How Should Household Employers Handle Year-End Taxes?

Dec 4, 2014 | Employing a Nanny, Payroll, Taxes & Labor Laws

The end of 2022 is quickly approaching, so it’s important that everything is in order to ensure there are no surprises when it comes time to pay nanny taxes next year. Year-end tax planning isn’t something to put off or ignore. It’s important to look at your finances and think about any changes you will be making for the rest of 2022 and into early 2023. Some things to consider include:

  • Adding/decreasing your employee’s hours during the holiday season
  • Awarding a year-end bonus
  • Adjusting salary for 2023
  • Making note of any minimum wage increases in your state
  • Vacation pay for the holiday season

Our payroll partner GTM Payroll Services also has this advice for year-end tax planning:

Confirm employee information

You’ll provide your employee with a W-2 in January so best take care of this now. Make sure you have their correct legal name, Social Security number, and address.

Review hours worked

Review your employee’s timesheets to make sure all hours they worked have been paid. Household employees are to be paid at least minimum wage, which will be the highest of the federal, state, or local rate. And they receive time-and-a-half for hours worked over 40 in a week.

Calculate employee tax withholding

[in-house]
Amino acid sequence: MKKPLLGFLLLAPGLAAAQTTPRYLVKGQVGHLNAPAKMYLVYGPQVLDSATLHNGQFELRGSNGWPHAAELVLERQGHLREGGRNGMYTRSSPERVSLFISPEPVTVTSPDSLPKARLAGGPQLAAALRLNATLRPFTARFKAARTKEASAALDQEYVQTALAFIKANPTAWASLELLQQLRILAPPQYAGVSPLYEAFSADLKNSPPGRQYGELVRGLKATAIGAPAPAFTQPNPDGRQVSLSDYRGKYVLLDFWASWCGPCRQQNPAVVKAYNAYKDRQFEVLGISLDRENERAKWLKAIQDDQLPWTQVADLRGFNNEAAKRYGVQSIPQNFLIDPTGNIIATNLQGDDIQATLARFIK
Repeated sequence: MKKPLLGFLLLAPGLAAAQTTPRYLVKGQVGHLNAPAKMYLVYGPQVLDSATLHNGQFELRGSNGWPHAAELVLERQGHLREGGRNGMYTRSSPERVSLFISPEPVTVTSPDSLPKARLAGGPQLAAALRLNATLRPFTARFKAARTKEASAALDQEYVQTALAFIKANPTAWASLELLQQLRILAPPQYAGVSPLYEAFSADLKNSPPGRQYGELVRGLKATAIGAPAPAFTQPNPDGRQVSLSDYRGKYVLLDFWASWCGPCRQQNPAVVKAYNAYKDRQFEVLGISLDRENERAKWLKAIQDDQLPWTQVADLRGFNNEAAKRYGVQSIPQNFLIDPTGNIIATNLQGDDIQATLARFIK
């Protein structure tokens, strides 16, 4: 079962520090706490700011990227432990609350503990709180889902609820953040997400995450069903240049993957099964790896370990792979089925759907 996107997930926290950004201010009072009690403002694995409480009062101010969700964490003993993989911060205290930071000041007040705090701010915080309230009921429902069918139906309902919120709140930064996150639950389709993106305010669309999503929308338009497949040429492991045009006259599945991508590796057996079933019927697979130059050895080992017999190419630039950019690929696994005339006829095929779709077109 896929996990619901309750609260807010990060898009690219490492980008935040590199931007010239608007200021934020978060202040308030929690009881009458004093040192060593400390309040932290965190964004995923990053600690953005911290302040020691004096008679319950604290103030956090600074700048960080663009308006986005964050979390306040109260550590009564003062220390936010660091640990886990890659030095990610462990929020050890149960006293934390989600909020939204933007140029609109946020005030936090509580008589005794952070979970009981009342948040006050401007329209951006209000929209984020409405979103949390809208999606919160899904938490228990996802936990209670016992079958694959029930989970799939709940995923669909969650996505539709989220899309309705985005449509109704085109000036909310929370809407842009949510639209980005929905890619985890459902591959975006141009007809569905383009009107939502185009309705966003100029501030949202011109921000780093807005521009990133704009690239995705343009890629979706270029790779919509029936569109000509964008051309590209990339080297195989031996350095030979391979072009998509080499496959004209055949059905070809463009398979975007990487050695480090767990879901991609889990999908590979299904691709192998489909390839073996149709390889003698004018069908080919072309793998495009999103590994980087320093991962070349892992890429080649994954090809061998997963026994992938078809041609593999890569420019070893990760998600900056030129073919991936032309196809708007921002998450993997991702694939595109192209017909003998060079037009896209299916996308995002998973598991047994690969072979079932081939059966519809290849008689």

Figure out how much your employee has already paid in taxes. Your employee owes 7.65 percent in FICA taxes. This breaks down to 6.2 percent for Social Security and 1.45 percent for Medicare. They will also owe federal and state (if applicable) income taxes.

Calculate your tax obligation

As mentioned, you also owe Social Security and Medicare taxes at the same percentages as your employee (7.65 percent total). Your federal unemployment tax responsibility is six percent on the first $7,000 of gross wages. You may also owe state unemployment taxes, which typically range from two to five percent of a set amount of wages.

Complete and submit wage and tax forms

You’ll need to submit the following:

Also note that for 2023, the domestic employee coverage threshold amount will increase to $2,600; this means that you are required to pay taxes if you pay a nanny at least $2,600 for the year.

Make sure you keep accurate records of any changes you make, along with any changes to any federal or state tax and wage laws.

Need Help with Year-end Nanny Taxes?

Figuring out year-end nanny taxes can be confusing and time-consuming especially when you’d rather be spending time with your family creating holiday memories. GTM Payroll Services can automate tax withholding and remittance for you and your employee. We’ll even complete the year-end forms like W-2, W-3 and Schedule H. It really can be that easy. Call them at (800) 929-9213 for a free, no-obligation consultation with a household employment expert.

Please contact us at (518) 348-0400 if you need help hiring a nanny, babysitter, housekeeper, or other household employee!

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